– By Junko Yoshida, EE Times
Every chip company selling modem ICs into cellular IoT devices must worry how their customers — device manufacturers — expect to make money on IoT.
It’s all about ‘provisioning’
Fortunately, more tech companies were talking about IoT monetization at the Mobile World Congress last week.
Altair Semiconductor, a Sony company, is one. Altair last fall announced its collaboration with Giesecke-Devrient Mobile Security (G+D) to integrate a Subscriber Identify Modules (SIM) card into Alter’s modem chip set.
With the announcement, Altair promised to integrate G+D’s SIM solution with Altair’s ALT1250 chipset and AT&T’s nationwide U.S. LTE-M network. The goal is to make commercially available integrated SIM by the first half of 2019.
When we caught up with Altair CEO Oded Melamed at the show last week, we asked why this is so important. He explained that IoT growth depends on a secure and scalable digital subscriber model for cellular-connected devices. If IoT devices can be provisioned much like mobile devices, monetizing them is straightforward for operators. “It’s all about provisioning,” he said.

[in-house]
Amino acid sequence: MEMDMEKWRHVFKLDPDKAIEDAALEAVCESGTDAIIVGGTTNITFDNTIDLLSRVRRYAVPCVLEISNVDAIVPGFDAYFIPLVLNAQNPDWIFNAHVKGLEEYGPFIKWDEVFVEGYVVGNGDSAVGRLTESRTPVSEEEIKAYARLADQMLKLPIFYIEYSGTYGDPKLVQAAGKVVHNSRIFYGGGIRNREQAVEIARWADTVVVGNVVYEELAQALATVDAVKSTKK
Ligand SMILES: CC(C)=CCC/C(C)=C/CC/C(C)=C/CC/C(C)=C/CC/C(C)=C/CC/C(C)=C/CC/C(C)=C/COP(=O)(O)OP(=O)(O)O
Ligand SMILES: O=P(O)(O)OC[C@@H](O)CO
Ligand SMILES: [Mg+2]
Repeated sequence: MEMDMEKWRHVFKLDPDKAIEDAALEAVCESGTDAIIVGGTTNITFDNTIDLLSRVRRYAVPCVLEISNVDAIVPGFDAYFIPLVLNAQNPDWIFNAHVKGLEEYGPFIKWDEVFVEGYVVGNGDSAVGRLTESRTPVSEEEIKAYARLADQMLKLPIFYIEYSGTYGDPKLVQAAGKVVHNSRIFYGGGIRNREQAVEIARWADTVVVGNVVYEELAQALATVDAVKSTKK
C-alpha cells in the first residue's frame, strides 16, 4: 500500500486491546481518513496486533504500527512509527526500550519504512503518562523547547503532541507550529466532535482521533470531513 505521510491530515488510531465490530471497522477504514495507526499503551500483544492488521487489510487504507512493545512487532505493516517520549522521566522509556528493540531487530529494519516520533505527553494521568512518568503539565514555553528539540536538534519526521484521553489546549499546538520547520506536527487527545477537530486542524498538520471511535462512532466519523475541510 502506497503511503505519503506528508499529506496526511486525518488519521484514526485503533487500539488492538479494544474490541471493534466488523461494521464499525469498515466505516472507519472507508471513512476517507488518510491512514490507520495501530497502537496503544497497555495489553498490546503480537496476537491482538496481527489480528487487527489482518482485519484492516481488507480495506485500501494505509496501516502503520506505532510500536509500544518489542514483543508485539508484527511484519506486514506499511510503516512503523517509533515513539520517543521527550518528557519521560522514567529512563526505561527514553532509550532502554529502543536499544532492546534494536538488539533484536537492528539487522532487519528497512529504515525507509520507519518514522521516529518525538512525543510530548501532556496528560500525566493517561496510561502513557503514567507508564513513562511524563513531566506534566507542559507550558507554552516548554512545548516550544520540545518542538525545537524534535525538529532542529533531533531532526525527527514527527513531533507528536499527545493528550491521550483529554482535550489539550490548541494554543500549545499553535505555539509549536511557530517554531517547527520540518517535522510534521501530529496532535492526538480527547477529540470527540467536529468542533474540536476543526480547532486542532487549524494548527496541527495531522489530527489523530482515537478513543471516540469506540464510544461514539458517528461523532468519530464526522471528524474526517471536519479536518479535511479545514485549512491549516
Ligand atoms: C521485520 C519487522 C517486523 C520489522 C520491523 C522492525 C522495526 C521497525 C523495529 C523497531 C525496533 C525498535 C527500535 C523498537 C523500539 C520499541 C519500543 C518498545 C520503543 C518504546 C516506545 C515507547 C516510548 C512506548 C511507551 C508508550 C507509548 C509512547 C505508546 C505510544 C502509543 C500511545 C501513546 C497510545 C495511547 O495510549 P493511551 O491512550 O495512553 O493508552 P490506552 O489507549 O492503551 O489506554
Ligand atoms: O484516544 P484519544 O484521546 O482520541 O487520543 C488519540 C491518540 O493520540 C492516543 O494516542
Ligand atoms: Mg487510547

Altair is optimistic about the cellular IoT market.
Melamed told us, “The coverage is finally here. When it comes to CAT-M, we already have a 100 percent coverage both in Japan and the United States.” With a broader coverage and better cost of solution (for hardware and services), which is “getting more affordable,” he said, the only remaining issue is ease of use. “With integrated SIM in the cellular modem, we are solving that problem, too.”
Among several devices — with Altair’s cellular IoT modem designed in — demonstrated at the show, Truphone unveiled what the company calls “the world’s first fully GSMA-compliant embedded SIM (eSIM) functionality on an IoT module.”
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